I ordered my 3d printer last weekend.

I’ve been following the RepRap movement (DIY Rapid Prototyping machines also known as 3d printers) for at least 3 years now. MSOE had several of the commercial units that I drooled over frequently, but never got a chance to dig deeper into. Thus, I’ve been aware of the technology for nearly 15 years now. But it’s been 3 years that I’ve seriously considered actually owning one for myself. I’ve not jumped in for fear that the learning curve is a bit too steep for me. Electronics, mechanics, software programming, etc.

Until now.

The 3d printing world has evolved very quickly to the point where you can now purchase ready-to-run (RtR) kits, and fully assembled ready-to-run hobbiest level products. The technology that most people are focusing on basically is a robotic hot glue gun melting rolls of weed-wip string (to use a very simplistic view of the process).

I was fully intending to purchase a Makerbot.com Thing-O-Matic (ToM) with this year’s tax returns. They seem to be the current high-publicity player in the RtR and fully assembled scene. They are basically kicking butt and taking names when it comes to press coverage. However, when I had enough money in the bank, I couldn’t order the machine I wanted. They did a little too good of a job, having all their printers listed as out of stock. (Although, as I write this post, I can again order the ToM from their website. Oohps, silly them. Their loss.

A panicked and sent a couple of messages to a fellow in-the-works 3d-print-fan. He sent me a couple of links for places to start looking for good alternatives that where in my price range.

I settled on a style called a RepRap Prusa Mendal. This is basically the current most popular of the ‘hacker’ or ‘tinkerer’ machines. The format is about 3 years old now, so it’s pretty mature as far as these things go. Most of the bugs have been worked out of them, and there is lots of examples of other people building them and having solved the problems you are likely to encounter.

I looked around, and I could find kits that I could order NOW from India, Singapore, and Ohio among other places that listed them at higher prices than I was willing to pay. The one from Ohio was the most expensive of the ones I considered of course, but came with stainless steel hardware, brass bushing instead of plastic ones, quality bearing sets, and the like. They also appeared to have the most responsive tech support of the three. Additionally, it seems like lots of people are buying individual component kits from them and using them on other maker’s machines, which is a good signal as to their quality.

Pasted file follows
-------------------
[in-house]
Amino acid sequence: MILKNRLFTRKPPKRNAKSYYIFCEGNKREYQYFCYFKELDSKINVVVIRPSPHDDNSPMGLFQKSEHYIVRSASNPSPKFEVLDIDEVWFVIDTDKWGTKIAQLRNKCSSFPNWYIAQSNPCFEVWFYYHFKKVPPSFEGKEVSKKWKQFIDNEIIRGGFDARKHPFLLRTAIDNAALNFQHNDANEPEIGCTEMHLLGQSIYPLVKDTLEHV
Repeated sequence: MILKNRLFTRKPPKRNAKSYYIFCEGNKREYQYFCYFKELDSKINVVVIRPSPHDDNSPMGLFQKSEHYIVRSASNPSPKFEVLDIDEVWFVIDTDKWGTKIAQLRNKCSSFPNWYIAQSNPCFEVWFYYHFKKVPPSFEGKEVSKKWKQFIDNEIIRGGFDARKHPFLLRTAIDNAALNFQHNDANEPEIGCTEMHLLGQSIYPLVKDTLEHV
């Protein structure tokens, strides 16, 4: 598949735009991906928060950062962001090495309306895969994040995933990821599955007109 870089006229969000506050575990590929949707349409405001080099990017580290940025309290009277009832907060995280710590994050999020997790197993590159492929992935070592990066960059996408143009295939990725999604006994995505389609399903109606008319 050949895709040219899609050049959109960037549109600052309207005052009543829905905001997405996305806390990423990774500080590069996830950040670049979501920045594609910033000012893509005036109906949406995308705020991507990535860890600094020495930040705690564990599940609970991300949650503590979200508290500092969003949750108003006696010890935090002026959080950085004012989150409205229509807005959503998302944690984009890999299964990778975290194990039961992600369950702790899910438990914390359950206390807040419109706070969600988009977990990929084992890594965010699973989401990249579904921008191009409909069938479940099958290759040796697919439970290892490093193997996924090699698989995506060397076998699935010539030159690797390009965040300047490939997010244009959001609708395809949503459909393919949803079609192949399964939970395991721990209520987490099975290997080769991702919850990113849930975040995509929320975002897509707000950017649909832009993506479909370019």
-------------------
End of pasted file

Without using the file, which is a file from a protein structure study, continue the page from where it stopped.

So I ordered a Prusa Mendal RepRap kit from MakerGear.com.

2-3 weeks for delivery… I feel like a little kid on Christmas eve but on groundhogs day… for 14 to 21 days…

People ask me what can I do with it. I read online that this is like a similar question 30 years ago when people asked what can you do with a personal computer… Why, anything I want!

First off, it can print out all the plastic bits that are used to make itself, so I will be printing a set or two of those for myself for spares. Instead of buying all those cheap plastic bits called kid’s toys, I will print them out for my little girl – no lead paint in these! And in a few years, she can design her very own! I can print the wall grommets so I can run the TV wires through the wall to hide them – these only cost a couple of bucks to buy, and probably half that to print, but I don’t have to burn gas to go get them. A big one for me is that I can start printing some custom fittings for my aquaponics setups.

I see these 3d printers as another disruptive technology. As big of a deal as Ford’s Model T and the production line. 100 years later, we have the technology to get away from the mass produced model of making things. We can make a lot of the little things we need in our own homes again. This is a really big deal.

I can see that by the end of this decade, I will have a recycling & manufacturing center in my basement. I will sort and wash my recyclables and put them into a machine the size of my fridge (or smaller) and out comes useful things, on demand.

How do I know I am going to have one of these things? Because I am going to make it for myself..